The Internal Revenue Service is one organization that you don’t want to mess with. Thanks to their antics filing fraudulent tax returns through the often-exploited Get Transcript site managed by the IRS, Anthony and Sonia Alika have to do some time in the slammer; and that’s not even mentioning what they have to pay the IRS in restitution.
Mr. Alika is set to serve 80 months in prison followed by three years of supervision upon release, and must pay $1,963,251.75 in restitution for conspiracy to commit money laundering. On the other hand, his wife must serve 21 months of jail time, followed by three years of supervision and an IRS restitution of $245,790.08 for structuring cash withdrawals to avoid the required bank reporting. They both pled guilty to their respective crimes.
Their actual crime: laundering $1 million in money stolen from the U.S. Treasury by filing fraudulent forms. In particular, they filed fraudulent income tax returns using data stolen from the Get Transcript service. Get Transcript was originally created so that taxpayers could review their past returns, but the Alikas used it to obtain data that they needed to steal from the IRS.
The Alikas, and their co-conspirators, would then use the funds to purchase prepaid debit cards, and register them to the identities that they had stolen. They would then file their tax returns using the fake identities and receive the refunds on the prepaid cards. The cards were then used to purchase money orders and deposit the money into bank accounts, which was then withdrawn in small amounts to avoid suspicion and bank reporting.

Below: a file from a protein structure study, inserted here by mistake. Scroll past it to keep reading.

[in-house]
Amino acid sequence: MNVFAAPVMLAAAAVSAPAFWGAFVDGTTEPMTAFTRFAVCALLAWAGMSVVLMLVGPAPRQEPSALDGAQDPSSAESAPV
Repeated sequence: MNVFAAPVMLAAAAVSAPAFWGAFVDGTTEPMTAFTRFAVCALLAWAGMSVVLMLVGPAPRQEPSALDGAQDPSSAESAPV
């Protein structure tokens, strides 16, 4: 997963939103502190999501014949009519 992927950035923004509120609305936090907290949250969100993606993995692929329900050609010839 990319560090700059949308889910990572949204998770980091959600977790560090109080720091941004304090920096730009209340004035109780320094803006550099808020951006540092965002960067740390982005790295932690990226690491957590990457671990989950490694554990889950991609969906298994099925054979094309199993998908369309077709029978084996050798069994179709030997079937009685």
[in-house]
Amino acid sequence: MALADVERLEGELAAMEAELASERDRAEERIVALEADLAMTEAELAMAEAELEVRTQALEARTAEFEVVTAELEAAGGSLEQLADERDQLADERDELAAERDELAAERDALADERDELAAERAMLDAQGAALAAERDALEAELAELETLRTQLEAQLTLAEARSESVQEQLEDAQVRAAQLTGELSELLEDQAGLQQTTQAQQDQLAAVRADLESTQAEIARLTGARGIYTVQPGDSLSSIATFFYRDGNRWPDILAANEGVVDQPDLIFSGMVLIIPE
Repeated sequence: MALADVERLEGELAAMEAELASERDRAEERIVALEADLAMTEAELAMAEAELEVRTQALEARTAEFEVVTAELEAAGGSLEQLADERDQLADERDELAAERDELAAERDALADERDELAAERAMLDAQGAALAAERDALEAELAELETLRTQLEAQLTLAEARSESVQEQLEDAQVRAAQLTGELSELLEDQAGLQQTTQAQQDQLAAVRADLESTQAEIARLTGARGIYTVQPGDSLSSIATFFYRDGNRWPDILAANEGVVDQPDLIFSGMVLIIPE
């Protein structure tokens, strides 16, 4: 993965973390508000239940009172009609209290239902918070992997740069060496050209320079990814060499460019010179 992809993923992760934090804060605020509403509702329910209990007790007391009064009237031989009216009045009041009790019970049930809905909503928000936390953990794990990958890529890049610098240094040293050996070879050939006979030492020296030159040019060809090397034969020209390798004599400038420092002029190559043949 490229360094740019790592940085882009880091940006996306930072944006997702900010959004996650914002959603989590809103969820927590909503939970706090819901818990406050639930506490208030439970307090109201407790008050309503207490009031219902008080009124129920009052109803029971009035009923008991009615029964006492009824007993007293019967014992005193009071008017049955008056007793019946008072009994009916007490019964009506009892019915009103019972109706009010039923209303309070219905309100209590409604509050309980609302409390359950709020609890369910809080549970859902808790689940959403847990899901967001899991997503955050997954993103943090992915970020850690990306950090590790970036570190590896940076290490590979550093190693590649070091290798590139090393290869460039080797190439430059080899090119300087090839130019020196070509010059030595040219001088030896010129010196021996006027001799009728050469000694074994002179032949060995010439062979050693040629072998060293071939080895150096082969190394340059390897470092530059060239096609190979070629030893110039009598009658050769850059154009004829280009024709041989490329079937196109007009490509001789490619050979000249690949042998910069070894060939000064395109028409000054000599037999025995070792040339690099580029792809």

Keep in mind that this isn’t the first time Get Transcript has been utilized for fraudulent activity. In May 2015, 100,000 tax accounts were stolen and used to steal $50 million from the IRS. That’s a ton of cash that could have been saved if it weren’t for the lax authentication requirements. In response to this case, the United State Department of Justice put out a press release outlining some best practices to keep personal information and accounts as safe and secure as possible.
File Your Taxes Early
If you’ve already filed your legitimate tax return, refund criminals like the Alikas can’t file using your identity. The longer a return goes without being filed, the more time you’re giving hackers to file a fraudulent return using your stolen identity.
Use Strong Usernames and Passwords
This tip can be applied to all online accounts–especially those that contain sensitive information, like your tax return. You should have passwords and usernames that are unique to your person; if someone else were to get ahold of your credentials, or if you share them, the chances of them getting stolen multiply.
BONUS TIP: Randomized strings of upper and lower-case letters, numbers, and (if permitted) symbols are the most secure option when selecting a password.
For more information on how to keep your computer systems and your identity safe, reach out to us at 800-501-DATA.